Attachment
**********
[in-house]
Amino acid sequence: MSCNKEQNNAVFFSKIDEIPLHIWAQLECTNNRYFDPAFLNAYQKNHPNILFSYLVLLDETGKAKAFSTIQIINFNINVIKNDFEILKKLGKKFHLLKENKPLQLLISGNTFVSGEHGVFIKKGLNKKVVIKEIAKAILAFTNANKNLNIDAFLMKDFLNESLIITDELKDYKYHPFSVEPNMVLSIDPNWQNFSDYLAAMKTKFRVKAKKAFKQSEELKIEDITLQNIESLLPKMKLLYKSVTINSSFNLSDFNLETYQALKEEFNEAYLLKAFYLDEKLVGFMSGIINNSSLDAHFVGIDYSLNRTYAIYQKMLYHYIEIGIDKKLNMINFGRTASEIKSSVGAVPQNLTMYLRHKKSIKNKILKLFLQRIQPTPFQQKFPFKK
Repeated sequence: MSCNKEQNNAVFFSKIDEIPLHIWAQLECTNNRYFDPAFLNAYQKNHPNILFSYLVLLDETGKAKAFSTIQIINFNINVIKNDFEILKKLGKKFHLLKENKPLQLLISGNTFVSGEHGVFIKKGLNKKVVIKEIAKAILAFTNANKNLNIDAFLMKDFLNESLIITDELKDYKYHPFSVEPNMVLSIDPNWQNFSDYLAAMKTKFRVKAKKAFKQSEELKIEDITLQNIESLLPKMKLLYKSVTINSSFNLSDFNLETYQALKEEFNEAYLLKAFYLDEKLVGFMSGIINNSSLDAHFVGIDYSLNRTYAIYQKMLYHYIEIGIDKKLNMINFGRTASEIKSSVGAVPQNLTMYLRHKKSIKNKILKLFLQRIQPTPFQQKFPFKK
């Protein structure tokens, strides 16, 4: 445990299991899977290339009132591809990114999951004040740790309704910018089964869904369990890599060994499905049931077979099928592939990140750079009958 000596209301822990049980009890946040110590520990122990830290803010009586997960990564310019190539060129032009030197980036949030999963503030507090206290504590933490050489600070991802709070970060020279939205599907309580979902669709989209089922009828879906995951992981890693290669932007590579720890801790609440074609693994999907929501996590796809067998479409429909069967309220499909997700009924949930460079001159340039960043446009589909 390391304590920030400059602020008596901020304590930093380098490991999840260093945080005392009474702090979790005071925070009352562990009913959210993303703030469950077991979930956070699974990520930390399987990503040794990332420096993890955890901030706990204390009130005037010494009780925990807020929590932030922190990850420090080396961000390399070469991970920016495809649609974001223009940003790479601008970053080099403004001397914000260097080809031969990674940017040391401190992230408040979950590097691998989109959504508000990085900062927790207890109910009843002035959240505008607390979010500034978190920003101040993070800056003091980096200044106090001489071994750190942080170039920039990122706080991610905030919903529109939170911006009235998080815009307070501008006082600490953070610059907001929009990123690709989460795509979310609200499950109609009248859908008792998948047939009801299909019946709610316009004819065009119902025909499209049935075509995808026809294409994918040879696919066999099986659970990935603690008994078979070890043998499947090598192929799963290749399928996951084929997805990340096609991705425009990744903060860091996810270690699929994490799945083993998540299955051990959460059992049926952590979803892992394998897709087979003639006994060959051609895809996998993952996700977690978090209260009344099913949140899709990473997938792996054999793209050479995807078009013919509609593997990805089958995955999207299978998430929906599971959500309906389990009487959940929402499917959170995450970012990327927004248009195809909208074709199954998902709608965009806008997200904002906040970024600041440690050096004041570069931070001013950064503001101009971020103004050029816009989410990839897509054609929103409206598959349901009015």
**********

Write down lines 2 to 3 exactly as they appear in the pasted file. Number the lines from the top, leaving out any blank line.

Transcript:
Amino acid sequence: MSCNKEQNNAVFFSKIDEIPLHIWAQLECTNNRYFDPAFLNAYQKNHPNILFSYLVLLDETGKAKAFSTIQIINFNINVIKNDFEILKKLGKKFHLLKENKPLQLLISGNTFVSGEHGVFIKKGLNKKVVIKEIAKAILAFTNANKNLNIDAFLMKDFLNESLIITDELKDYKYHPFSVEPNMVLSIDPNWQNFSDYLAAMKTKFRVKAKKAFKQSEELKIEDITLQNIESLLPKMKLLYKSVTINSSFNLSDFNLETYQALKEEFNEAYLLKAFYLDEKLVGFMSGIINNSSLDAHFVGIDYSLNRTYAIYQKMLYHYIEIGIDKKLNMINFGRTASEIKSSVGAVPQNLTMYLRHKKSIKNKILKLFLQRIQPTPFQQKFPFKK
Repeated sequence: MSCNKEQNNAVFFSKIDEIPLHIWAQLECTNNRYFDPAFLNAYQKNHPNILFSYLVLLDETGKAKAFSTIQIINFNINVIKNDFEILKKLGKKFHLLKENKPLQLLISGNTFVSGEHGVFIKKGLNKKVVIKEIAKAILAFTNANKNLNIDAFLMKDFLNESLIITDELKDYKYHPFSVEPNMVLSIDPNWQNFSDYLAAMKTKFRVKAKKAFKQSEELKIEDITLQNIESLLPKMKLLYKSVTINSSFNLSDFNLETYQALKEEFNEAYLLKAFYLDEKLVGFMSGIINNSSLDAHFVGIDYSLNRTYAIYQKMLYHYIEIGIDKKLNMINFGRTASEIKSSVGAVPQNLTMYLRHKKSIKNKILKLFLQRIQPTPFQQKFPFKK